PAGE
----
It’s time for another CDKL5 Spotlight! Meet Penny! Her mom, Brittany, shares about her special girl!
“Penny was born on December 2, 2015. It was a planned pregnancy with no complications. Delivery went well, and needless to say, my husband and I were so excited to have a little baby in our home. We were in a full on euphoria state. A few days before being two months, Penny was already holding up her head and rolling over. At her two month checkup, her doctor said she was doing amazing! Four days later, Penny experienced her first seizure causing her to go from a girl who was right on track, to a girl who would sleep all day.
Penny woke up crying at four in the morning, so I went to check on her. She was jerking, but I did not think anything of it. After all, the only seizure I had ever seen was on the movies and they exaggerate those. I swaddled her up and she went back to sleep. At ten in the morning, she woke up. I fed her and she started jerking again. My husband was working, so I called my father, who lived next door. I explained that I believed Penny was having seizures. He came over to check on her. While he was holding her, she stiffened up and he immediately told me to get in the car.
We drove forty-five minutes to the nearest E.R. only to be told that it was spasms and she would outgrow it. The doctor discharged us without any tests or medications. That night my husband and I decided to stay with his parents because they lived fifteen minutes away from the hospital. Penny was having “spasms” every two hours, so the following day we drove three hours to Texas Children’s in Houston.
At Texas Children’s, they conducted a lumbar puncture, MRI, CT and a lot of blood work. In that moment, we were not crying but we were in shock, frozen with fear and confusion. How could our child, who was perfectly healthy two days ago, suddenly be hooked up to machines? We were admitted to Texas Children’s and stayed three weeks. All the previous test had come back normal, so the doctors decided to do a whole-exome sequencing test to look for any possible genetic factors that may cause the seizures. Because the test results would take six to eight weeks to return, we were sent home with Early Childhood Intervention (ECI) services and two anti- epileptic drugs, Keppra and Zonisamide.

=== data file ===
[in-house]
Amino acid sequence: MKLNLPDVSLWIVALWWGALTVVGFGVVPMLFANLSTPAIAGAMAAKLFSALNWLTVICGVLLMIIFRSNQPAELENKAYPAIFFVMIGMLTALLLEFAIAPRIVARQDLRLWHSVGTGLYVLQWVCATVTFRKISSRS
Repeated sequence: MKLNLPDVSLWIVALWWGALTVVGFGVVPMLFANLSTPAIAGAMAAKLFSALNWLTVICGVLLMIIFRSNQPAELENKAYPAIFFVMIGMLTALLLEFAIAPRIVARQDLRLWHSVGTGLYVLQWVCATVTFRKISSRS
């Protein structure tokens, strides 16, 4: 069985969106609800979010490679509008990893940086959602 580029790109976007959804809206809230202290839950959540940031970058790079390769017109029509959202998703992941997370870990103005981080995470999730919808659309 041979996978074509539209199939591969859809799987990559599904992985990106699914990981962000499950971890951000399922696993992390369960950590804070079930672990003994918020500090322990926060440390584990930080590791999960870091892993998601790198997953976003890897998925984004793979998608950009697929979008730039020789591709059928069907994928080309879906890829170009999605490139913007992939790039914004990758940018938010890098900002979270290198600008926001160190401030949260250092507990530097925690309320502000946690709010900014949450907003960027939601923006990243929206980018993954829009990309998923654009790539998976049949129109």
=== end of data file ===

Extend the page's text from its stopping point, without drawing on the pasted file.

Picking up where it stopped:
ECI sent an occupational and special skills therapist to our home twice a week for an hour each time.
The therapists worked on getting Penny to hold things, rolling over and reaching. At this point in her life, Penny was constantly balling up her hands and hypertensive with her arms, bringing them up to her chest tightly. We were giving the medication as advised. However, they were doing nothing for her seizures and she was continuing to seize multiple times daily. She became zombie-like.
When Penny was around eight months, we decided to switch hospitals due to conflict of treatment. We started going to Cook Children in Forth Worth, Texas. Our three hours drive became five but it was for the better. Her new doctors determined she was having infantile spasms (IS), along with tonic-clonic seizures. They admitted us for a seventy-two hour EEG. We decided to treat the IS with ACTH injections. My husband and I had to attend a class on giving injections being that we were the ones to be giving them daily in our own home. Sadly, the injections did not work. So, we added Onfi onto the growing list of medications. Onfi finally stopped Penny’s IS.
Since we had a little control, her doctor decided to wean the Keppra and Zonisamide. After that, we added in CBD oil. Penny finally started going weeks without seizures. In therapy, she was hitting milestones by grasping toys and sitting unassisted. When she reached one and a half years of age, ECI added physical therapy. Her physical therapist ordered a stander for her to help with weight bearing through her legs. She worked with Penny by teaching her to walk assisted and unassisted.
A few months after Penny turned two, Penny took her very first steps unassisted!
Around this time, ECI also added speech therapy. After a few months of speech therapy, Penny learned some sign language. She can sign please, open, more, and come here. She was finally able to communicate with us.
Penny is now three years and has exited the ECI program and has started PPCD at our local elementary school. There, she still receives physical, speech, and occupational therapy. Before joining PPCD, we were nervous. Penny had always been at home with us. It has been very beneficial for her. Penny has begun picking up new skills and interacting with children more. For instance, she recently learned how to color with a crayon. I was so excited to add crayons in our shopping cart and to tape a picture onto our fridge. Our wall has nice, new artwork drawn all over within her reach.
CDKL5 is such a harsh, unpredictable disorder. That being said, it has taught us to appreciate every little thing, even something as simple as holding a cup. It’s also taught us to live in the moment. We take more random trips now than we ever have before. On my husband’s off days, we all load up in the car and drive to random towns to create memories with Penny. No one is promised tomorrow, so live for today.”
You can follow Penny as she works hard to raise money for her own seizure alert dog at her page Penny’s Pal